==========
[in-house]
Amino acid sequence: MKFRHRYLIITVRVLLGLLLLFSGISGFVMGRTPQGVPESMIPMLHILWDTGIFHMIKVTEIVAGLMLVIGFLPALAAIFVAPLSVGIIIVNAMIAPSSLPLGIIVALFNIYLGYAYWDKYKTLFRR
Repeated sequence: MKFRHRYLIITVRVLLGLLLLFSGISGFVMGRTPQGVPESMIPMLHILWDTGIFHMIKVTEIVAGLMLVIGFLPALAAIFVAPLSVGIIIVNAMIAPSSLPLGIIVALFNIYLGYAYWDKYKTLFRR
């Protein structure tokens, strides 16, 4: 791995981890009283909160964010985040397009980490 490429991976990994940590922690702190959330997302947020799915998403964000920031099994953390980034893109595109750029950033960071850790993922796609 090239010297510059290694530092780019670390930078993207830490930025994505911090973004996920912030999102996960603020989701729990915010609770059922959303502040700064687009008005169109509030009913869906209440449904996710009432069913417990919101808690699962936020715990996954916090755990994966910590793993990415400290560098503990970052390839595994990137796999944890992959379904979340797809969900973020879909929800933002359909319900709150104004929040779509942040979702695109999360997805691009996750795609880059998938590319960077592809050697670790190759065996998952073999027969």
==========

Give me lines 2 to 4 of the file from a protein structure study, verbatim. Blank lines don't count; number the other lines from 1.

Amino acid sequence: MKFRHRYLIITVRVLLGLLLLFSGISGFVMGRTPQGVPESMIPMLHILWDTGIFHMIKVTEIVAGLMLVIGFLPALAAIFVAPLSVGIIIVNAMIAPSSLPLGIIVALFNIYLGYAYWDKYKTLFRR
Repeated sequence: MKFRHRYLIITVRVLLGLLLLFSGISGFVMGRTPQGVPESMIPMLHILWDTGIFHMIKVTEIVAGLMLVIGFLPALAAIFVAPLSVGIIIVNAMIAPSSLPLGIIVALFNIYLGYAYWDKYKTLFRR
């Protein structure tokens, strides 16, 4: 791995981890009283909160964010985040397009980490 490429991976990994940590922690702190959330997302947020799915998403964000920031099994953390980034893109595109750029950033960071850790993922796609 090239010297510059290694530092780019670390930078993207830490930025994505911090973004996920912030999102996960603020989701729990915010609770059922959303502040700064687009008005169109509030009913869906209440449904996710009432069913417990919101808690699962936020715990996954916090755990994966910590793993990415400290560098503990970052390839595994990137796999944890992959379904979340797809969900973020879909929800933002359909319900709150104004929040779509942040979702695109999360997805691009996750795609880059998938590319960077592809050697670790190759065996998952073999027969």